China declares its maritime ambitions

The glorious task of protecting China’s authority and security and maritime rights

It is now well-known that China is assembling a “string of pearls”—a series of docking, basing or operational arrangements at strategic locations—in the Indian Ocean. In December 2004, it was reported that it is in the advanced stages of launching a new nuclear submarine. Chinese ‘fishermen’ were found conducting ‘fishing trips’ thousands of miles from home. Western strategists and their Indian counterparts who used to point out China’s relative weakness in naval aviation—and its lack of an aircraft carrier—were compelled to redo their sums last year. That’s when it turned out that China had other plans for a half-finished Russian aircraft carrier that it had purchased, ostensibly to turn into a gambling den off Macao.

President Hu Jintao’s speech this week should help connect the dots.

“We should endeavor to build a powerful people’s navy that can adapt to its historical mission during a new century and a new period,” Hu was quoted as saying, accompanied by photographs of him wearing military style green. “In the process of protecting the nation’s authority and security and maintaining our maritime rights, the navy’s role is very important. It is a glorious task.” [IHT]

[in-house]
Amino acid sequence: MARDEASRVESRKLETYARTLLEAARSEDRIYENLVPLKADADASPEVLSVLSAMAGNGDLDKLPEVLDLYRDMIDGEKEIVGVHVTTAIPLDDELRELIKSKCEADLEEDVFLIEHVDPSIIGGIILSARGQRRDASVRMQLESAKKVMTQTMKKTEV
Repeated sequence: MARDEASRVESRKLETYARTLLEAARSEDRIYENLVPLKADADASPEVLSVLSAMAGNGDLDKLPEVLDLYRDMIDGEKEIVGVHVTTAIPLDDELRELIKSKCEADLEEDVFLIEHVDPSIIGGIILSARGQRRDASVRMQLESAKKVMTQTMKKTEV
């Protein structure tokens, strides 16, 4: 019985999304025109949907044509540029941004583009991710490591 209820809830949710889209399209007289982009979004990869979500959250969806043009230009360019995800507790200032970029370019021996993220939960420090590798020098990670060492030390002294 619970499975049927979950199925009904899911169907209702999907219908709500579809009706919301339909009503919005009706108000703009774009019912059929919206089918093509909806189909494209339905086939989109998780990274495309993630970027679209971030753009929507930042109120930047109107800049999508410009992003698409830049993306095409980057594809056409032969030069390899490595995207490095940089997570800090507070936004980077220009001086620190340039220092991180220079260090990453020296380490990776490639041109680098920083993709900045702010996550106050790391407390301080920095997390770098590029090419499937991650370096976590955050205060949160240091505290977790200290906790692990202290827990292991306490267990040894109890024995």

The implication for India cannot be more clear: deepen co-operation with the Japanese and American navies and pay more attention to building strategic relations with Viet Nam.

Related Readings: China’s white paper on national defence 2006; Lawrence Prabhakar on securing Indian littorals in the twenty-first century; Christopher Pehrson on how the US can address China’s rising sea power; Daniel Twining on how Indian and American interests are converging vis-a-vis China; and finally, Achin Vanaik (again)—arguing that India and Japan are being used by the United States in its bid to contain China.

2 thoughts on “China declares its maritime ambitions”

  1. Preetam,

    Nothing much, from what is publicly known. In my opinion, Viet Nam is unwilling to risk incurring China’s wrath up to this point. The costs of enraging China have so far outweighed the benefits of partnering India. The fact that there is so little economic intercourse between India and Viet Nam (as compared to China-Viet Nam) contributes to this state of affairs.

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